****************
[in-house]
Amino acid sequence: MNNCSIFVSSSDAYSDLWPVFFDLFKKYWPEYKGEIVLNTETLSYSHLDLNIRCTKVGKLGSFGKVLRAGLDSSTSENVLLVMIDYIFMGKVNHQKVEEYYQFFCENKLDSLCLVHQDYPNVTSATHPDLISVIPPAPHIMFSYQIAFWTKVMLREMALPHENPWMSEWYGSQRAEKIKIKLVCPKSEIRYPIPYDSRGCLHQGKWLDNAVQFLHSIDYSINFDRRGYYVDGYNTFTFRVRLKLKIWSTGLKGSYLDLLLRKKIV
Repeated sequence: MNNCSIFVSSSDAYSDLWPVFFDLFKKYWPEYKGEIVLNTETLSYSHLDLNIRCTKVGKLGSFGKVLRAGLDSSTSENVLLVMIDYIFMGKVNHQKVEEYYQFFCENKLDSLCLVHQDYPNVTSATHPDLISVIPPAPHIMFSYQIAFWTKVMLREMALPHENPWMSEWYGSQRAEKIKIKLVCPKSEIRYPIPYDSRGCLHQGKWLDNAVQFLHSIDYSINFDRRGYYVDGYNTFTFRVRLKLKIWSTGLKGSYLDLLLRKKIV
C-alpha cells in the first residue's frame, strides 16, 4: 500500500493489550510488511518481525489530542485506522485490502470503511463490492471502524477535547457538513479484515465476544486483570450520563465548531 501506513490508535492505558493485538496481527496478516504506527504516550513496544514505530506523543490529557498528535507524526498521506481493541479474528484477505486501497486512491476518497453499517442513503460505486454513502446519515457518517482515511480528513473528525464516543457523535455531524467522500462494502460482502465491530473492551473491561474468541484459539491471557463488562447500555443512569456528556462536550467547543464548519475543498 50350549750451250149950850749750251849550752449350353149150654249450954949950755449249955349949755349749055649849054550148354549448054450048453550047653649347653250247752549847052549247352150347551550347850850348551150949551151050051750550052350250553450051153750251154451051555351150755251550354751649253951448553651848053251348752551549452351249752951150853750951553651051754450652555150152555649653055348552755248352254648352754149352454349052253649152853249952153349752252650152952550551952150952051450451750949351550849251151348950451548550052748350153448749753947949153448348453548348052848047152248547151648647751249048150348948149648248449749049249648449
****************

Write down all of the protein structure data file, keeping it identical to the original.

[in-house]
Amino acid sequence: MNNCSIFVSSSDAYSDLWPVFFDLFKKYWPEYKGEIVLNTETLSYSHLDLNIRCTKVGKLGSFGKVLRAGLDSSTSENVLLVMIDYIFMGKVNHQKVEEYYQFFCENKLDSLCLVHQDYPNVTSATHPDLISVIPPAPHIMFSYQIAFWTKVMLREMALPHENPWMSEWYGSQRAEKIKIKLVCPKSEIRYPIPYDSRGCLHQGKWLDNAVQFLHSIDYSINFDRRGYYVDGYNTFTFRVRLKLKIWSTGLKGSYLDLLLRKKIV
Repeated sequence: MNNCSIFVSSSDAYSDLWPVFFDLFKKYWPEYKGEIVLNTETLSYSHLDLNIRCTKVGKLGSFGKVLRAGLDSSTSENVLLVMIDYIFMGKVNHQKVEEYYQFFCENKLDSLCLVHQDYPNVTSATHPDLISVIPPAPHIMFSYQIAFWTKVMLREMALPHENPWMSEWYGSQRAEKIKIKLVCPKSEIRYPIPYDSRGCLHQGKWLDNAVQFLHSIDYSINFDRRGYYVDGYNTFTFRVRLKLKIWSTGLKGSYLDLLLRKKIV
C-alpha cells in the first residue's frame, strides 16, 4: 500500500493489550510488511518481525489530542485506522485490502470503511463490492471502524477535547457538513479484515465476544486483570450520563465548531 501506513490508535492505558493485538496481527496478516504506527504516550513496544514505530506523543490529557498528535507524526498521506481493541479474528484477505486501497486512491476518497453499517442513503460505486454513502446519515457518517482515511480528513473528525464516543457523535455531524467522500462494502460482502465491530473492551473491561474468541484459539491471557463488562447500555443512569456528556462536550467547543464548519475543498 50350549750451250149950850749750251849550752449350353149150654249450954949950755449249955349949755349749055649849054550148354549448054450048453550047653649347653250247752549847052549247352150347551550347850850348551150949551151050051750550052350250553450051153750251154451051555351150755251550354751649253951448553651848053251348752551549452351249752951150853750951553651051754450652555150152555649653055348552755248352254648352754149352454349052253649152853249952153349752252650152952550551952150952051450451750949351550849251151348950451548550052748350153448749753947949153448348453548348052848047152248547151648647751249048150348948149648248449749049249648449